What's considered an acceptable breakfast meat often varies from region to region, country to country. Here in the Philadelphia region, we have a fondness for scrapple, an alternative to bacon or sausage that's a combination of scraps of pork, spices, and some variety of grain, all formed into a loaf, cut into slices, and pan fried. It's not well-known outside the mid-Atlantic region, and many people who are unfamiliar with it probably think it sounds disgusting. I can attest that it's not.
I save the indulgence of eating scrapple for once or twice a year, usually when I'm at one of New Jersey's iconic diners, but maybe I don't have to. The ingredients in scrapple sound similar to those in British or Irish black pudding, a breakfast meat that also sounds disgusting to the unfamiliar. Black pudding is turning up alongside kohlrabi and seaweed in lists of 2016's popular superfoods.
If you're skeptical of the superfood status of black pudding — a status that brings with it a connotation of being high in nutrition and excellent for your health — you're not alone. I am, too. So let's take a closer look.
What is black pudding?
Black pudding is a type of blood sausage made by blending pork fat, onions, oatmeal, flavorings and animal blood — usually from a pig, according to BBC Food. You can make your own, but much like sausage, it's a laborious process, so it's often bought ready-made and already cooked. It's traditionally sliced and gently heated on a griddle for breakfast, but it can also be used as an ingredient in lunch and dinner dishes.
Does this look like a healthy breakfast to you? (Photo: Phil Campbell/flickr)
Black pudding is often a component of what is called a full English or Irish breakfast. It accompanies foods like fried eggs, baked beans, tomatoes, ham, mushroom and toast on a very full plate.
Black pudding and nutrition
Black pudding is loaded with protein, iron, calcium, magnesium and zinc, according to Daily Mail, a British news site that declares the pudding is about to "fly off shelves." It's also low in carbohydrates and contains no sugar.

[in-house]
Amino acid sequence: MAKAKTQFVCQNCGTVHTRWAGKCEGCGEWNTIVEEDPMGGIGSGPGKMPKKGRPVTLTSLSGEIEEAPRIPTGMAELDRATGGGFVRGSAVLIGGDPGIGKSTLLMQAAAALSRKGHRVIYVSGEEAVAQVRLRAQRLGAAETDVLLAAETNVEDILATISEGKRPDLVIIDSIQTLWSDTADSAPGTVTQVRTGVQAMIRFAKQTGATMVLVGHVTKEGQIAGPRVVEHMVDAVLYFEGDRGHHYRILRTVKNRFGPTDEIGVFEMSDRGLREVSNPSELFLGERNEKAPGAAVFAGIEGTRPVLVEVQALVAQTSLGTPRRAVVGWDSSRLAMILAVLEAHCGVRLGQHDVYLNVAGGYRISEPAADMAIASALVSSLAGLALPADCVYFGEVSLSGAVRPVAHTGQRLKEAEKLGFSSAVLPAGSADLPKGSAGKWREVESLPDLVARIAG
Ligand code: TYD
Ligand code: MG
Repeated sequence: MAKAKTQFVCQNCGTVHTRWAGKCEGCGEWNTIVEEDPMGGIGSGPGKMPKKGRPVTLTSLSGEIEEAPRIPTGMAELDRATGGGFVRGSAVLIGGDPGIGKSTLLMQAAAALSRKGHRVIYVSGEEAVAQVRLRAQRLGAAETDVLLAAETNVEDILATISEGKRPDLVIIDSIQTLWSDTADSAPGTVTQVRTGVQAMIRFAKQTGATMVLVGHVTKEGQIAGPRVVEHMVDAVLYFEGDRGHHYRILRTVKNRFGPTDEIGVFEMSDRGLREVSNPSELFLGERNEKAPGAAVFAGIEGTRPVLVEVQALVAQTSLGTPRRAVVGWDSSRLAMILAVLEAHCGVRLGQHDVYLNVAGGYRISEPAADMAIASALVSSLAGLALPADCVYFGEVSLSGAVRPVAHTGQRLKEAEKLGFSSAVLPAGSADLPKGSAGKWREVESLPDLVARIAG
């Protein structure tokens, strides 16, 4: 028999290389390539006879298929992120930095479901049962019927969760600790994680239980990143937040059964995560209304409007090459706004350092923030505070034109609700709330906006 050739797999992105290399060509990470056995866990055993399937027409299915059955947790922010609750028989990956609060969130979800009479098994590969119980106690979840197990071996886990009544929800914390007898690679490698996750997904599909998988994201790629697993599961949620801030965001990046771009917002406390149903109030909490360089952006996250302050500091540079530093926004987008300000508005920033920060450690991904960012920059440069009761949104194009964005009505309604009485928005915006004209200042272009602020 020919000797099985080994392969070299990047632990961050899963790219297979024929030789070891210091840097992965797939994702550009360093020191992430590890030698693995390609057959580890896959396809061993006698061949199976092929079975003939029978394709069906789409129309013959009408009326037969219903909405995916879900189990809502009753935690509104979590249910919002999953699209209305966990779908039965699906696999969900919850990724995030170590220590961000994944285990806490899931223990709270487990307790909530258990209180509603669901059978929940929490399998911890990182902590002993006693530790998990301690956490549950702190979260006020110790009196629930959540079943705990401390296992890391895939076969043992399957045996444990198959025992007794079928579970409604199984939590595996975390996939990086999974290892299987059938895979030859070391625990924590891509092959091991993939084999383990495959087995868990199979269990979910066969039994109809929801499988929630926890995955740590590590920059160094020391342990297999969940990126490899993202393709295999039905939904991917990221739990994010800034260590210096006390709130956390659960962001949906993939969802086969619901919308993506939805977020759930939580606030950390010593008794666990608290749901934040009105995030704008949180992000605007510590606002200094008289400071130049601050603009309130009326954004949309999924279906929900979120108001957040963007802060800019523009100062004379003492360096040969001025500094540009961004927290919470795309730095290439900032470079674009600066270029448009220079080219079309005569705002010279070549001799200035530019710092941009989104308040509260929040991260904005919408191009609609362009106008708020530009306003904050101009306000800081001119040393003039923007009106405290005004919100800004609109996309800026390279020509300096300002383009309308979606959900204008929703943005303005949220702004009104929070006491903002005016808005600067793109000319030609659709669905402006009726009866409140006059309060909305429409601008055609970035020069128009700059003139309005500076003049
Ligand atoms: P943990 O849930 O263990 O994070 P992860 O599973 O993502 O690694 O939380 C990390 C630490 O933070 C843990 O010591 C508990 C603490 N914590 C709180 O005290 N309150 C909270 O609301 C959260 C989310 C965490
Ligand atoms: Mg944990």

There's no official definition of superfood, and the term is often used for marketing purposes. Anyone can convey superfood status on a food and provide a list of nutrients to back up that claim, but it seems the first to proclaim black pudding's superfood status was MuscleFood, a British retailer of foods, not a nutritionist or a scientific study. That adds to my skepticism.
Fitbit's nutrition stats show that an average serving of black pudding (about 100 grams) is high in most of the nutrients the Daily Mail claims (though it only contains 2 percent of the daily value of magnesium, which doesn't seem high). But, the stats also says it's high in animal fat, sodium and cholesterol. In fact, 308 of the 376 calories in a serving of black pudding come from fat and a little over a third of those are saturated fat.
Is black pudding really a superfood?
Sorry, but no. It looks like the claim is a bit of a stretch.
Anyone wanting to eat a healthy diet and get the nutrients found in black pudding can certainly find them in foods lower in fat, cholesterol and sodium like spinach or seaweed.
I suppose this means my beloved scrapple isn't a superfood, either. I had high hopes for a few seconds there, but deep down, I knew the truth.
And I have a feeling that most people know black pudding really shouldn't be on a list of superfoods, either.